Key Deliverables in MSD 1
- A standalone fixture design for the work piece
movement portion of the machine
- Detailed feasibility analyses and documentation for all fixture design decisions
- Detailed Bill of Materials containing component level parts
- Preliminary Build Plan
- Preliminary Test Plan
- Test plan should reinforce the Engineering Requirements
- Plans and Risk Assessment for MSD II
Key Questions Answered in MSD I
- What control systems and motors will be needed for the work piece movement portion of the machine?
- What methods can we use to vertically translate a
large load at a very slow velocity?
- What loads do we expect to encounter?
- What design dimensions will be critical for later integrating into the whole system?
To view our Engineering Requirements in finer detail, click here.
Mechanical System DesignLocking Mechanism
Based off a 350lb load and 60psi air pressure.
1/4 inch nylon tubing with push to connect fittings.
Gravity return on the double acting cylinders.
Valve is normally closed and has an input and exhaust position.
Drawings, Models, and Schematics
Assembly in the Down Position
Angles on the Dovetail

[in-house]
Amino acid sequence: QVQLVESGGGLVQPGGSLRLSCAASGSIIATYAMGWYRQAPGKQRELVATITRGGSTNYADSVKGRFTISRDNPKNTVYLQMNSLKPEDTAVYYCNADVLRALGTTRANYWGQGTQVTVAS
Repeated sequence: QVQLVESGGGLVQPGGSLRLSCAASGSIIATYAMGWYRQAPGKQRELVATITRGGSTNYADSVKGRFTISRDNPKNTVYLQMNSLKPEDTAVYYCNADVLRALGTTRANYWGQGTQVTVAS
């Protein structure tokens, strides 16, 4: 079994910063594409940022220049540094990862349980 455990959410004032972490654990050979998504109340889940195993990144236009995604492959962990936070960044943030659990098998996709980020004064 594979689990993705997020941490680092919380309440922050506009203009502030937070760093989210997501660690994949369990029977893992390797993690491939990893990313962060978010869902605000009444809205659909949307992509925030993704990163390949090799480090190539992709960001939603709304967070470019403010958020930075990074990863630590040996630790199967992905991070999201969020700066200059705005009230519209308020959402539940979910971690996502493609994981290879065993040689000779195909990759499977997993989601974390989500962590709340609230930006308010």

Support Brackets for Studs, Front View
Support Brackets for Studs, Top View
Linear Actuator Selection
The actuator selected from the Rockwell website was the MPAI-B5450.
The fixture parameters were entered in the motion analyzer in order to verify we are using the appropriate motor. The results verified that we did in fact select the correct motor to use for this system. Several options were provided with the 5450 being one of the most reliable.
The points on the graph below show that our results are well within the tolerable range of the actuator.
Details of the performance under our system conditions can be seen here:
The software used for the selected PLC uses a concept called Ladder Logic. Ladder logic is a horizontal programming language. Visually, inputs are lined up vertically on one side and outputs are lined up vertically opposite them. The inputs and outputs are “horizontally” connected to each other, in a manner that loosely resembles a ladder. The horizontal connections contain sequential control logic (AND, OR, NOT, ect.). In order for power to travel to a specific output multiple conditions must be met. These conditions are determined by the program that is written and rely on input conditions as well as the circuit logic in the “rungs” that connect one side of the ladder (inputs) to the other (outputs).
A very simple example of the ladder logic for a light connected to a switch is:
More research must be done over the intersession in order to develop a successful program. Some links that we found helpful to start learning the basics were:
Bill of Materialsclick here.
Generalized Build Plan
Plans for MSD II
- Finalize design phase: Frame, locking mechanism, top plate
- Finalize all drawings and models
- Finalize detailed BOM
- Machine Parts that are to be made in house
- Order parts and begin assembly plan
- Once assembled, begin test plan
- Conduct Phase reviews and present at Imagine RIT